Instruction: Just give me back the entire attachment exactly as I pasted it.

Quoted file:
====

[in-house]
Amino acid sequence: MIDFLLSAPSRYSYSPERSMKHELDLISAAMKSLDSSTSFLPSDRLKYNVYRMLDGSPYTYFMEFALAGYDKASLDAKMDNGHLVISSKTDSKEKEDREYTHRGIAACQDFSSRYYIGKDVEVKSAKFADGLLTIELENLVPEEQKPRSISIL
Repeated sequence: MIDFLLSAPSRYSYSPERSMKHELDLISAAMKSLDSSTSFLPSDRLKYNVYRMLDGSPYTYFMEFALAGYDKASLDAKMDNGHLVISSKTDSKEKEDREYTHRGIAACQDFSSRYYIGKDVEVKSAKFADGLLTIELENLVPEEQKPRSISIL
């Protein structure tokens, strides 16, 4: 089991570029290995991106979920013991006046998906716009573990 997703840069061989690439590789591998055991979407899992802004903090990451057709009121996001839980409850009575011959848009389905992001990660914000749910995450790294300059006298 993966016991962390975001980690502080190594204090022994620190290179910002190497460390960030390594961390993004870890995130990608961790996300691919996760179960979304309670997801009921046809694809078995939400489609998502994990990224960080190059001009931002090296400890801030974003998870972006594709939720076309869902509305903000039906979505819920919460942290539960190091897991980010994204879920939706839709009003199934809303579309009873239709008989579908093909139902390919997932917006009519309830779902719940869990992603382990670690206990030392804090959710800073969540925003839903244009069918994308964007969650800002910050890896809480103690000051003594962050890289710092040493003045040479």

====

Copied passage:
[in-house]
Amino acid sequence: MIDFLLSAPSRYSYSPERSMKHELDLISAAMKSLDSSTSFLPSDRLKYNVYRMLDGSPYTYFMEFALAGYDKASLDAKMDNGHLVISSKTDSKEKEDREYTHRGIAACQDFSSRYYIGKDVEVKSAKFADGLLTIELENLVPEEQKPRSISIL
Repeated sequence: MIDFLLSAPSRYSYSPERSMKHELDLISAAMKSLDSSTSFLPSDRLKYNVYRMLDGSPYTYFMEFALAGYDKASLDAKMDNGHLVISSKTDSKEKEDREYTHRGIAACQDFSSRYYIGKDVEVKSAKFADGLLTIELENLVPEEQKPRSISIL
């Protein structure tokens, strides 16, 4: 089991570029290995991106979920013991006046998906716009573990 997703840069061989690439590789591998055991979407899992802004903090990451057709009121996001839980409850009575011959848009389905992001990660914000749910995450790294300059006298 993966016991962390975001980690502080190594204090022994620190290179910002190497460390960030390594961390993004870890995130990608961790996300691919996760179960979304309670997801009921046809694809078995939400489609998502994990990224960080190059001009931002090296400890801030974003998870972006594709939720076309869902509305903000039906979505819920919460942290539960190091897991980010994204879920939706839709009003199934809303579309009873239709008989579908093909139902390919997932917006009519309830779902719940869990992603382990670690206990030392804090959710800073969540925003839903244009069918994308964007969650800002910050890896809480103690000051003594962050890289710092040493003045040479």